Tuesday in the Fifteenth Week of Ordinary Time

2 Thessalonians 3:1-5

The Lord Will Establish and Guard You

The warmth and humility of the Apostle Paul comes shining through in the third chapter of this letter.  Paul will often assert his apostolic authority as he will in the next paragraph, but not before he begs this church for the one thing he desired more than anything else from them—and that was their prayers on his behalf: “Finally, brothers, pray for us,.”  The Greek behind the word “pray” means “pray continuously.”  Paul was not a man who thought that he could do anything in his own strength; he needed the prayers of the saints.  We must never think that the apostles were men who would waltz into pagan cities working signs and wonders at will staring down magistrates preaching the gospel without fear.  They were subject to the same emotions we are and paid the price for their courage.  They needed to be lifted up in prayer.  But then he asks not so much prayer for himself but “that the word of the Lord may speed ahead and be honored, as happened among you.”  Paul wanted to see God’s word roll over cities like a great tide, conquering hearts and bringing men and women to saving faith.  But he also knew that there was an enemy standing in his path, for he also implored that they pray “that we may be delivered from wicked and evil men.  For not all have faith.”  The gospel will be opposed.  Men naturally oppose the gospel because it calls them to repent, and the devil is there every step of the way to aggravate their annoyance with that message.  So we pray both for our safety and the deliverance of sinful men from the evil one.

Paul then turns his attention to this church which he loved so much: “But the Lord is faithful.  He will establish you and guard you against the evil one.”  The Thessalonians were experiencing their own troubles which the apostle referred to in his first letter to them (2:14).  But troubles do not mean that the Lord is not near; indeed, as Paul noted earlier in this letter, it is evidence of God’s approval of them and of the coming destruction of their adversaries (1:5-10).  Paul’s confidence that the Lord would guard them is buttressed by their remaining in the apostolic word, which for them was embodied in those very men.  If we shall be guarded against the evil one, we too must remain in the word and obey every command therein.  We cannot depend on God’s deliverance when we flout His directives and presume upon His grace.  Obedience is the measure of our devotion.  Finally Paul prays, “May the Lord direct your hearts to the love of God and to steadfastness in Christ.”  This is what we so desperately need: to love God more and remain steadfast.  We must endure to the end to be saved (Matthew 24:13), and we will for the one who has called us is faithful, and he will do it (1 Thessalonians 5:24).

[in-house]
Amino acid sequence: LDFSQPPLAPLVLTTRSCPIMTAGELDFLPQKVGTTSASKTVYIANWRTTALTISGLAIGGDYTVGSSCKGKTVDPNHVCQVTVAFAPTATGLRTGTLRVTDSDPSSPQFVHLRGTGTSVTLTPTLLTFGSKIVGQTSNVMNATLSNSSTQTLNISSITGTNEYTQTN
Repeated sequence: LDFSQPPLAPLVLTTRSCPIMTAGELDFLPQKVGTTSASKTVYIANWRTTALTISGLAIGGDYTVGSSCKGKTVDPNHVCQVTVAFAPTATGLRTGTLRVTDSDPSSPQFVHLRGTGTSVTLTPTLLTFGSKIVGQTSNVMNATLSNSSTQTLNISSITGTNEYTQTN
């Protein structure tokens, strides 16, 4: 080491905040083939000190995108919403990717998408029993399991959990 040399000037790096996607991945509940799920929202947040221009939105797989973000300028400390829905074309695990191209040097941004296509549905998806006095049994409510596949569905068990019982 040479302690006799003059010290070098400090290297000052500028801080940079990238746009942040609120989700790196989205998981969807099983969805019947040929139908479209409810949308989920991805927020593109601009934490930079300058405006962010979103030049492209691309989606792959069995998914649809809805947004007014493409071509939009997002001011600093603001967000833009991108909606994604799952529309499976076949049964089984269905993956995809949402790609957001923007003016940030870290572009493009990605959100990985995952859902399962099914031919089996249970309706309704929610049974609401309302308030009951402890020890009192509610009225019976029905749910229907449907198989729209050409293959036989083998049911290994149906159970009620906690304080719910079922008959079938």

Author: The Reformed Baptist

My name is Stephen Taylor, ordained Baptist minister of eighteen years pastoral experience with a Ph.D. in Historical Theology from Southwestern Baptist Theological Seminary in Fort Worth, Texas. Better than that, I am married to a godly woman, Karla, who has been very patient with me since 1989. I have two daughters, both of whom I homeschooled for extended periods of time, who became godly young women, and who ran off and married godly young men, all of which is very proper. The oldest daughter has even seen fit to bless me with a grandson and a granddaughter, and my youngest daughter with a grandson, all three of whom are bundles of exceeding joy. As you can see, I am quite blessed. This website is dedicated to helping people grow in the wisdom and knowledge of our Lord Jesus Christ through the gift of writing that the Lord has given to me. It is specifically about helping His people grow in godliness, the theme you see repeated above. I write devotions with this aim and hope that they might be of some help to God’s people. Full disclosure: I am of a Reformed bent, meaning that my understanding of Scripture is primarily informed by the Reformers and their successors of the sixteenth and seventeenth centuries. However, as a student of church history and theology, I strive to remain true to that teaching handed down once for all unto the saints through every age of the Church. I like to think of myself as a “catholic” Christian, as the Reformers thought of themselves. At any rate, feel free to read, pray, and contact me if you wish, or correct me if need be. As you can see, I tend to follow the church year. Of course, I make no special claims about these devotions. I know very well that others have written better and plumbed the depths of God’s word with greater insight. But if my musings help someone draw closer to the Lord, well then, I have my reward. Blessings to you and may the God and Father of our Lord and Savior Jesus Christ speak to you that word which He knows you especially need to hear. Grace & peace, Stephen Taylor

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